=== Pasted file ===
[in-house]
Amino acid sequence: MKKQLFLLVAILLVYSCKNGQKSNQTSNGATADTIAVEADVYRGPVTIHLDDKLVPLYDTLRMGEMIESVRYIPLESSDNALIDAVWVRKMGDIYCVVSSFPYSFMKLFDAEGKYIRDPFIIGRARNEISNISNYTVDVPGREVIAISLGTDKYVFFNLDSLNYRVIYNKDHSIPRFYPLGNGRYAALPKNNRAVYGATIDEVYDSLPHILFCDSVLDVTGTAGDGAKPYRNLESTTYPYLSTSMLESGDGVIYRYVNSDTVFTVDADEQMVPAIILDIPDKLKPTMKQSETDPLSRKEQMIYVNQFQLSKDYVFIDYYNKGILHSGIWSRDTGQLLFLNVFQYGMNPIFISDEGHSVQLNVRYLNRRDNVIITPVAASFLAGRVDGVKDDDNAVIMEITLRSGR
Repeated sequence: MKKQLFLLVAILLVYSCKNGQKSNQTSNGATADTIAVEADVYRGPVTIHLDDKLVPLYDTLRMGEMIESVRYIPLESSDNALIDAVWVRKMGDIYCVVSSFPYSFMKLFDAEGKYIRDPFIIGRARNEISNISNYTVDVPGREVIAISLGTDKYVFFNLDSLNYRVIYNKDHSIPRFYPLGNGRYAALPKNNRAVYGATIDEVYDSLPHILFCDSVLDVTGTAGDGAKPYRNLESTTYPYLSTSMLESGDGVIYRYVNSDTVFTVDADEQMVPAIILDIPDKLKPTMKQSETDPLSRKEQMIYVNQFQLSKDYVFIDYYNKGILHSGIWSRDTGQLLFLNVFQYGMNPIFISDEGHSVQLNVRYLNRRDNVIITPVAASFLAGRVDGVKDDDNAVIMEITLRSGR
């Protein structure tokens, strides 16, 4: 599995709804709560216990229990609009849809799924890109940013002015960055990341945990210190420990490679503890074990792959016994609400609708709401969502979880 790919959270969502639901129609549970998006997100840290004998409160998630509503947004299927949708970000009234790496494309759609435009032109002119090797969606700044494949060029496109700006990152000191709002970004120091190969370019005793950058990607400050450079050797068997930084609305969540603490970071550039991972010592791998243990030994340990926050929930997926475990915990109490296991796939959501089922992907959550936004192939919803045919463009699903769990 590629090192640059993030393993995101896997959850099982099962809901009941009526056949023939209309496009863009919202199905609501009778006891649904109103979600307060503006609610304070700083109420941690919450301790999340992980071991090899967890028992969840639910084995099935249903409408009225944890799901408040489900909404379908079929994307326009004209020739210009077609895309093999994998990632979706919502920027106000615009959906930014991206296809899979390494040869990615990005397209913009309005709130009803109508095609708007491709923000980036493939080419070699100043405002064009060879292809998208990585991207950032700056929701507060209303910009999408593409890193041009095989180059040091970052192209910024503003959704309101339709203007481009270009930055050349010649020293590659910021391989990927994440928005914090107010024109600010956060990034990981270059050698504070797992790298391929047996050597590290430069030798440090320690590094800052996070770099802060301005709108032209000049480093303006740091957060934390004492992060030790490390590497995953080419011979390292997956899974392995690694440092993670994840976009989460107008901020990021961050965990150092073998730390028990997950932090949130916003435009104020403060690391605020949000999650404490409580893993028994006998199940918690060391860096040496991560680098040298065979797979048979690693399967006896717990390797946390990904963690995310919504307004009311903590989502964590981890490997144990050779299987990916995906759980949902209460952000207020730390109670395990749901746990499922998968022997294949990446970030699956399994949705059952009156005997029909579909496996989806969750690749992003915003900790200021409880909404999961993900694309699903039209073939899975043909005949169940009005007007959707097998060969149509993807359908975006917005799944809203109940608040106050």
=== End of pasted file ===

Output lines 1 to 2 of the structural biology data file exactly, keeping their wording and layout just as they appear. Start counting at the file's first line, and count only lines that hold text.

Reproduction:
[in-house]
Amino acid sequence: MKKQLFLLVAILLVYSCKNGQKSNQTSNGATADTIAVEADVYRGPVTIHLDDKLVPLYDTLRMGEMIESVRYIPLESSDNALIDAVWVRKMGDIYCVVSSFPYSFMKLFDAEGKYIRDPFIIGRARNEISNISNYTVDVPGREVIAISLGTDKYVFFNLDSLNYRVIYNKDHSIPRFYPLGNGRYAALPKNNRAVYGATIDEVYDSLPHILFCDSVLDVTGTAGDGAKPYRNLESTTYPYLSTSMLESGDGVIYRYVNSDTVFTVDADEQMVPAIILDIPDKLKPTMKQSETDPLSRKEQMIYVNQFQLSKDYVFIDYYNKGILHSGIWSRDTGQLLFLNVFQYGMNPIFISDEGHSVQLNVRYLNRRDNVIITPVAASFLAGRVDGVKDDDNAVIMEITLRSGR